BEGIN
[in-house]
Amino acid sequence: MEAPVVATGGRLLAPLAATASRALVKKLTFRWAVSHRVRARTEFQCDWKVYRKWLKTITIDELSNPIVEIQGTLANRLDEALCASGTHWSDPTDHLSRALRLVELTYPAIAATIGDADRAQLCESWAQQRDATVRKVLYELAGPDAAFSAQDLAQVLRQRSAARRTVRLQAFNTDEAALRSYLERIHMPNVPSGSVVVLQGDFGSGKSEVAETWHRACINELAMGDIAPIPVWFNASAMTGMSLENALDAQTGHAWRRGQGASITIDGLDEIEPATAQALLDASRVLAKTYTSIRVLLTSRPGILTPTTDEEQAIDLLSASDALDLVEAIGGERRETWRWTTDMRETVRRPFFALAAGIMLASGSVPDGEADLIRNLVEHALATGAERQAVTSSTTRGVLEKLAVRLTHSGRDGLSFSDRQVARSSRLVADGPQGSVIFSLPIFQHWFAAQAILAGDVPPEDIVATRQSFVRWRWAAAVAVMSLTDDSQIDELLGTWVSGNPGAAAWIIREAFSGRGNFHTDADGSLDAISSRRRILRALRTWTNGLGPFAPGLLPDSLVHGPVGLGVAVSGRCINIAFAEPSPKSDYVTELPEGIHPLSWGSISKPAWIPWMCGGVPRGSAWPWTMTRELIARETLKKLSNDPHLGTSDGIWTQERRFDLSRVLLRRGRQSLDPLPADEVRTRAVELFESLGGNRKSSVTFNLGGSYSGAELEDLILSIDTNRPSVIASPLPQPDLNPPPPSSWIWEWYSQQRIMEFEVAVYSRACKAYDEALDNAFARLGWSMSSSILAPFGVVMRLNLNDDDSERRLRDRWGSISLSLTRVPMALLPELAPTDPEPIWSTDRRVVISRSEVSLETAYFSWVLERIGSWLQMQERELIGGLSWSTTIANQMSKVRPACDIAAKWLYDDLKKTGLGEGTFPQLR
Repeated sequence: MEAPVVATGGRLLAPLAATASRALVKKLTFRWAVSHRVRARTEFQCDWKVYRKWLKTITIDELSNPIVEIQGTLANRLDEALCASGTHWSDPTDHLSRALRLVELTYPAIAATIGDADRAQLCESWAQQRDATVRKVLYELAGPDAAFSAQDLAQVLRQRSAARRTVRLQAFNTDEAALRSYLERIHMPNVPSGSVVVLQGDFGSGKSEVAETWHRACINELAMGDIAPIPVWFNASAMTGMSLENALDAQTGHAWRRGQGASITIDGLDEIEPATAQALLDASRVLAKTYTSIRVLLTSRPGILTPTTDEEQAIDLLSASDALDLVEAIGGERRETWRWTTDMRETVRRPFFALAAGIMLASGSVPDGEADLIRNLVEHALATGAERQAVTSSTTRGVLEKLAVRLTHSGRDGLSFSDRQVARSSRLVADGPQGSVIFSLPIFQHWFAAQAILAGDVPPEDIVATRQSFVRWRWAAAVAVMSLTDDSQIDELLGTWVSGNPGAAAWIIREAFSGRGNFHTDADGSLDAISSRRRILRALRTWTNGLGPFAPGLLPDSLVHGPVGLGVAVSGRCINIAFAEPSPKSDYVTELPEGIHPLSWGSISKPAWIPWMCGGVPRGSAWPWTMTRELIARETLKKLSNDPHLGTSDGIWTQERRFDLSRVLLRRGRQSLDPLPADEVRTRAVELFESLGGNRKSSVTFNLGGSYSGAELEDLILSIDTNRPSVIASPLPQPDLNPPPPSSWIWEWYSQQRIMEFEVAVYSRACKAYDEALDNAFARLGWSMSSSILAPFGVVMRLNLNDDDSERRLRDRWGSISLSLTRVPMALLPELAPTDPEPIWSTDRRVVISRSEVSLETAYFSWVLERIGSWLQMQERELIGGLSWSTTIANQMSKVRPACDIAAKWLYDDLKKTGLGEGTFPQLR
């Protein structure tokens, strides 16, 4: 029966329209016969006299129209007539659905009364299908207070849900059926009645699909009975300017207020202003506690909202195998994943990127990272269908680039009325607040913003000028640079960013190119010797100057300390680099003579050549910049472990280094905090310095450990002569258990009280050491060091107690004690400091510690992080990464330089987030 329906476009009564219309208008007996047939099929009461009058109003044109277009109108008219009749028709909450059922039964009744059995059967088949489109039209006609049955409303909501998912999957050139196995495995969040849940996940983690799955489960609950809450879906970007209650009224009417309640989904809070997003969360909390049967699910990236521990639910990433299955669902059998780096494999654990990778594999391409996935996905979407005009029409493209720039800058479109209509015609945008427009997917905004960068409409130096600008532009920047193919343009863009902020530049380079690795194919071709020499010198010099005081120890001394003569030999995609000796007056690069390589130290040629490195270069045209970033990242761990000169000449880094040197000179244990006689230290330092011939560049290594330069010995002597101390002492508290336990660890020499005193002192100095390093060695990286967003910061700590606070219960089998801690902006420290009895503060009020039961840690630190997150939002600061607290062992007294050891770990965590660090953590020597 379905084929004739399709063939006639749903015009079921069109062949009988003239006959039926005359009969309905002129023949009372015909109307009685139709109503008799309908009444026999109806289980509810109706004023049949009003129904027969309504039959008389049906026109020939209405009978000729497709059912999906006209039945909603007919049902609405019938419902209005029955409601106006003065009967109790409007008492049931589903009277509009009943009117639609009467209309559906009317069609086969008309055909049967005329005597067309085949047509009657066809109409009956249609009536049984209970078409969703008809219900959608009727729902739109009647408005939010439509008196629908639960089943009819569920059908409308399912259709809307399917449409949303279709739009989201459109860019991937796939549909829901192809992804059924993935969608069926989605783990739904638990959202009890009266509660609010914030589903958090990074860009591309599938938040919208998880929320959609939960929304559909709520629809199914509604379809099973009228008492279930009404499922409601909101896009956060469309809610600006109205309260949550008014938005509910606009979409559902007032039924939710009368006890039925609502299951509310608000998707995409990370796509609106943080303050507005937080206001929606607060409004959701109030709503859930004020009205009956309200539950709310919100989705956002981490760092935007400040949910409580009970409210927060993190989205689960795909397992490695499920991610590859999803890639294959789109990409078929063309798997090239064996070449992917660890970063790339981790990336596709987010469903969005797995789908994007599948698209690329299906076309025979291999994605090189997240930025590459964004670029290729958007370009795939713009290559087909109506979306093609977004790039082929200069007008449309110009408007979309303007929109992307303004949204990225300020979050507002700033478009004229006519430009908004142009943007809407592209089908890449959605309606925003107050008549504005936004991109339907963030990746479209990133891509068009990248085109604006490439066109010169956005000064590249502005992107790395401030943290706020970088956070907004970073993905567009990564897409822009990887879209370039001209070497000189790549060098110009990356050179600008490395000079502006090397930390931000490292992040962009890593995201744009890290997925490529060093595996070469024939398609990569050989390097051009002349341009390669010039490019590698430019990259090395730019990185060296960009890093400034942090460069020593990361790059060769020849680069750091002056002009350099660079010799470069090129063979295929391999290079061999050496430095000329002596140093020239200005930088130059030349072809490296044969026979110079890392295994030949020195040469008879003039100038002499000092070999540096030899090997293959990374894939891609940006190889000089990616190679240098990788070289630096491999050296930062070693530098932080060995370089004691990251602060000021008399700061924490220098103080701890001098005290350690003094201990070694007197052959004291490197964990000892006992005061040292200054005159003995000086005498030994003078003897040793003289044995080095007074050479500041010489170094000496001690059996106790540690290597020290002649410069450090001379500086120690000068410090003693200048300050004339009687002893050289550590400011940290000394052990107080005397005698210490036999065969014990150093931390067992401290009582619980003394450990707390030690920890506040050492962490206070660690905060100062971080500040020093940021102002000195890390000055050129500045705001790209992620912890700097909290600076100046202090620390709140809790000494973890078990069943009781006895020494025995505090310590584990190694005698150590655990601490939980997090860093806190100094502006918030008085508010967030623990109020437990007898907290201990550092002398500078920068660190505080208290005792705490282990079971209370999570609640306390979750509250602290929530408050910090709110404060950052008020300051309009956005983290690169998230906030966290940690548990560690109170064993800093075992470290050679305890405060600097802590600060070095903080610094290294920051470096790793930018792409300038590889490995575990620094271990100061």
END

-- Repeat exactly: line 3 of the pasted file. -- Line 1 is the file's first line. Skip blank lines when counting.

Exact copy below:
Repeated sequence: MEAPVVATGGRLLAPLAATASRALVKKLTFRWAVSHRVRARTEFQCDWKVYRKWLKTITIDELSNPIVEIQGTLANRLDEALCASGTHWSDPTDHLSRALRLVELTYPAIAATIGDADRAQLCESWAQQRDATVRKVLYELAGPDAAFSAQDLAQVLRQRSAARRTVRLQAFNTDEAALRSYLERIHMPNVPSGSVVVLQGDFGSGKSEVAETWHRACINELAMGDIAPIPVWFNASAMTGMSLENALDAQTGHAWRRGQGASITIDGLDEIEPATAQALLDASRVLAKTYTSIRVLLTSRPGILTPTTDEEQAIDLLSASDALDLVEAIGGERRETWRWTTDMRETVRRPFFALAAGIMLASGSVPDGEADLIRNLVEHALATGAERQAVTSSTTRGVLEKLAVRLTHSGRDGLSFSDRQVARSSRLVADGPQGSVIFSLPIFQHWFAAQAILAGDVPPEDIVATRQSFVRWRWAAAVAVMSLTDDSQIDELLGTWVSGNPGAAAWIIREAFSGRGNFHTDADGSLDAISSRRRILRALRTWTNGLGPFAPGLLPDSLVHGPVGLGVAVSGRCINIAFAEPSPKSDYVTELPEGIHPLSWGSISKPAWIPWMCGGVPRGSAWPWTMTRELIARETLKKLSNDPHLGTSDGIWTQERRFDLSRVLLRRGRQSLDPLPADEVRTRAVELFESLGGNRKSSVTFNLGGSYSGAELEDLILSIDTNRPSVIASPLPQPDLNPPPPSSWIWEWYSQQRIMEFEVAVYSRACKAYDEALDNAFARLGWSMSSSILAPFGVVMRLNLNDDDSERRLRDRWGSISLSLTRVPMALLPELAPTDPEPIWSTDRRVVISRSEVSLETAYFSWVLERIGSWLQMQERELIGGLSWSTTIANQMSKVRPACDIAAKWLYDDLKKTGLGEGTFPQLR